Upon arriving upon the Enterprise, though, Elaan shows she’s not having any of it. She is used to being deferred to. No one is to speak unless she permits it. All kneel in her presence until she releases them. Captain Kirk (William Shatner) ignores her demands and assigns Spock (Leonard Nimoy) to show her to her quarters.

What follows is something of a re-creation of Taming of the Shrew with Elaan as the shrew. She rejects everything Ambassador Petri tries to show her and at one point stabs him in the back. Fortunately, he survives. However, he declares that will not allow his leader to marry Elaan. That’s fine with her.

With the Federation High Commissioner on the way to attend the wedding, Kirk takes the situation in hand and decides to deal with Elaan himself, despite knowing that Elasian women have a reputation for driving men wild with mystical powers. You see where this is going….

Meanwhile, the Klingons make their presence known. One of Elaan’s bodyguards is in contact with them, but what exactly is happening there is a little less obvious than the relationship between Kirk and Elaan.

There’s a lot that’s bad in this episode. Much as My Fair Lady suffers from sexism and misogyny when watched in retrospect, so does Elaan of Troyius. This is another case much like Friday’s Child where a woman being belligerent is met with a slap and it’s presented as completely justified. Hey, I don’t know that I’d be happy being forced to marry someone I didn’t even know for the sake of their two worlds.

What works is the overall plot where Elaan learns not manners or obedience from Kirk, but duty. It’s not done in a heavy-handed way, either, but a gradual realization on her part. Once Kirk is under her spell, he confesses to watching her to stay but knows what his duty is. Elaan doesn’t want to grasp that concept, but eventually she comes to understand that she has a duty to her people and to those on Troyius. France Nuyen does a great job with her, conveying the anger and anguish as she evolves throughout the story. She really gives a great performance in this role.

Though predictable where the story will go, Shatner manages to have a good turn as Kirk. He conveys a lot of the story with expressions of exasperation. We know the Captain prefers exploration to diplomacy, and here he’s put to the test. His collection of women grows with his attachment to Elaan, but it didn’t feel like he was ever truly under her spell.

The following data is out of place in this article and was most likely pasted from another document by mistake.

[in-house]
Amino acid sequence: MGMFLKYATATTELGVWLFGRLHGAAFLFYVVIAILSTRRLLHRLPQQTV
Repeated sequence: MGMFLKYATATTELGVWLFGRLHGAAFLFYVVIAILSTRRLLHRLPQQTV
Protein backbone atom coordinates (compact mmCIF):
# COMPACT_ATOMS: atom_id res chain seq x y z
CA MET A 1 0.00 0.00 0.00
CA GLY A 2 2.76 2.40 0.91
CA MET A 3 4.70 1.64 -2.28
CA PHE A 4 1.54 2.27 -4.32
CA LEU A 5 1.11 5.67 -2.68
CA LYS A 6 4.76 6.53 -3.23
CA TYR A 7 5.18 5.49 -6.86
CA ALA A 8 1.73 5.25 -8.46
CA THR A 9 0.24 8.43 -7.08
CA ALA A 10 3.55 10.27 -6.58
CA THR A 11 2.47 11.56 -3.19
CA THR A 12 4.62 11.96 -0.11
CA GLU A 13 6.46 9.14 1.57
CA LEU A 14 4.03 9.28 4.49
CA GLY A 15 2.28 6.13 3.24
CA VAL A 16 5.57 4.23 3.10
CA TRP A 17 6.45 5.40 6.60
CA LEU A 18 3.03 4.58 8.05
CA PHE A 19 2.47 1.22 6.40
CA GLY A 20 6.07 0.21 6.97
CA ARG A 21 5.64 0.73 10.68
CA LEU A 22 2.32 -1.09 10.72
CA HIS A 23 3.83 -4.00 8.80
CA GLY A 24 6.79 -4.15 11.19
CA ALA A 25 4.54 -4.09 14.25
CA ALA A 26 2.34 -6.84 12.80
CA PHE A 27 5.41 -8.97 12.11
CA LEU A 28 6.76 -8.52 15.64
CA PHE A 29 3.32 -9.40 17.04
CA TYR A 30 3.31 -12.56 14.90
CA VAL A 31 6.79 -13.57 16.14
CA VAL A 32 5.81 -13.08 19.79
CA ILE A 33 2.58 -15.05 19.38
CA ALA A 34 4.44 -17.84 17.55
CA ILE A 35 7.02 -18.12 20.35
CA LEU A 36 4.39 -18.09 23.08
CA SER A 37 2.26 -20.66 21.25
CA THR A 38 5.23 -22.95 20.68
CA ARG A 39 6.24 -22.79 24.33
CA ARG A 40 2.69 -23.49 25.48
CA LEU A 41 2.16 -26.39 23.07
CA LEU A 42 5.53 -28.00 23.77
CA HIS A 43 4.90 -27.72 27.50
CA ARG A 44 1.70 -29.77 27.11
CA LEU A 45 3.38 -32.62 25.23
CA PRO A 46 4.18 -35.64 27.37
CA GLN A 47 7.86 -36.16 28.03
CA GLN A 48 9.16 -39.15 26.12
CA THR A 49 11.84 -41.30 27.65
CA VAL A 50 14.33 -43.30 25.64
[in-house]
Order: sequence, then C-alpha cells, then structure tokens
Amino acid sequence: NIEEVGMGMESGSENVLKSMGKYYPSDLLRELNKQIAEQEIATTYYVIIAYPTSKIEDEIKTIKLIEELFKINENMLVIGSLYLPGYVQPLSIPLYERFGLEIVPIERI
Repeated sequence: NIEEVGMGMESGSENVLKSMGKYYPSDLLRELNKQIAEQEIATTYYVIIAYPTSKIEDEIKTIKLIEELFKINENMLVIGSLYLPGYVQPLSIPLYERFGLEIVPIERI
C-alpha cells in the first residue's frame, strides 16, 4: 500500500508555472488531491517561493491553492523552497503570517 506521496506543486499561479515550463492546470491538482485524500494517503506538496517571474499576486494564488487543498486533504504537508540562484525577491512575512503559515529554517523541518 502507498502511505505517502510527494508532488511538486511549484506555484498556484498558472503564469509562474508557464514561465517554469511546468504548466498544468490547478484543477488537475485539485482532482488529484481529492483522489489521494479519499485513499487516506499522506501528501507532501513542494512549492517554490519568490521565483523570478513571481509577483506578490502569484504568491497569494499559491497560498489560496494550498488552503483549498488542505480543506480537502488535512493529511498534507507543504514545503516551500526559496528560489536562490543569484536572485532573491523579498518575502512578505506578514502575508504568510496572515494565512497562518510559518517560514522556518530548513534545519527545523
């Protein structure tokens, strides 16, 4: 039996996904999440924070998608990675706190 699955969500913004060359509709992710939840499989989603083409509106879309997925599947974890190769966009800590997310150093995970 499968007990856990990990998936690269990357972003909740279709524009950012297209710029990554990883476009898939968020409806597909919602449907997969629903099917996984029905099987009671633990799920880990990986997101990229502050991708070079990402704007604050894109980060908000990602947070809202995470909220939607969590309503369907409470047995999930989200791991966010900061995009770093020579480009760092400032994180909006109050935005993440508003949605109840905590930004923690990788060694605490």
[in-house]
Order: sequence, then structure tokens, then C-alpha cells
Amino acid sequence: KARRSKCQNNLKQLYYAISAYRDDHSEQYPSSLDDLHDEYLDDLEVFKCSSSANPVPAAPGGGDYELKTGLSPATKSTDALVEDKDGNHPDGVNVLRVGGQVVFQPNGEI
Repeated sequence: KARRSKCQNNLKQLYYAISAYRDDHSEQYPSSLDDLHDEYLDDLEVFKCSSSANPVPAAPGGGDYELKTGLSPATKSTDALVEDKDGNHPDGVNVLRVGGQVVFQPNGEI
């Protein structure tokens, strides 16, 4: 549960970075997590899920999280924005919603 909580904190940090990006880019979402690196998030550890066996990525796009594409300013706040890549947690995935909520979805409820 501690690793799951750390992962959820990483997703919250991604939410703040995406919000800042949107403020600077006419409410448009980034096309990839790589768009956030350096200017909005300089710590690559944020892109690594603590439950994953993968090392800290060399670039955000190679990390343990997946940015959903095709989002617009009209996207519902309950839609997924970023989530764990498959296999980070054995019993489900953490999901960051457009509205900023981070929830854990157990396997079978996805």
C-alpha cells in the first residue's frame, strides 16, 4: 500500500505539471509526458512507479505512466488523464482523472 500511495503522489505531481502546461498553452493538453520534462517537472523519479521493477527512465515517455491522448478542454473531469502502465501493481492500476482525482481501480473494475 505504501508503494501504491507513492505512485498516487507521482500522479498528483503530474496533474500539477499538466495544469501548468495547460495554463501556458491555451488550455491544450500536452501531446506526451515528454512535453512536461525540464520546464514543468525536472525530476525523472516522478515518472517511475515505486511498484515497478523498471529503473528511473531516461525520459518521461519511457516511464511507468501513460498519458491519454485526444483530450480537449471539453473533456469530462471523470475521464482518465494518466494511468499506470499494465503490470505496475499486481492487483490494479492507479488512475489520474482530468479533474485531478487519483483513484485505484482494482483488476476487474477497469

The Klingon sub-plot doesn’t make sense in a lot of ways, but it adds a bit of a distraction and peril necessary for Elaan to eventually realize what she must do. There are some good effects. The costuming of Elaan’s guards might be questionable, but hers are along the lines of what Star Trek is remembered for. That first time she’s seen on the transporter pad, the first thing noticeable is the skimpy costume. However, it’s also a sense of strength conveyed that ultimately makes her convincing as both beautiful and warrior-like.

I found Elaan of Troyius to be fun, despite the drawbacks. I enjoyed watching it, and in particular France Nuyen’s performance. It holds up to watching now, with a few moments that might make you cringe.

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Book Review: The Devil Wears Pinstripes by Jim Caple – Yankee Haters Unite!

As autumn rolls around, there seem to be a few things that are certain. One of them happens to be that the New York Yankees will be playing in the post-season. The arrogance of the team – and it’s owner – has spawned an entire generation of baseball fans who might root for various teams in their own cities, but have in common their hatred of the Yankees.

With a tongue-in-cheek salute to those fans, Jim Caple has authored a book celebrating all there is to hate about the Bronx Bombers. Caple is a senior writer at and known for his hatred of the team.

That’s not to say his feelings about the Yankees don’t come through loud and clear in The Devil Wears Pinstripes. Far from it as he goes into extensive detail about all there is to hate the Yankees for. The main focus of the book is the time since the team was purchased by George Steinbrenner, but there’s reasons throughout many of the generations.

Caple pulls no punches as he goes after some of the most beloved figures of Yankee lore, including Mickey Mantle, Joe DiMaggio, Babe Ruth, Reggie Jackson, Derek Jeter, Billy Martin, and more. The older generation was held in a sort of protected state by the press during their time as ballplayers, although stories have circulated in later years. Caple pulls no punches and really no one should be shocked by any of what he states, even if it is with a venom most Yankee fans aren’t used to.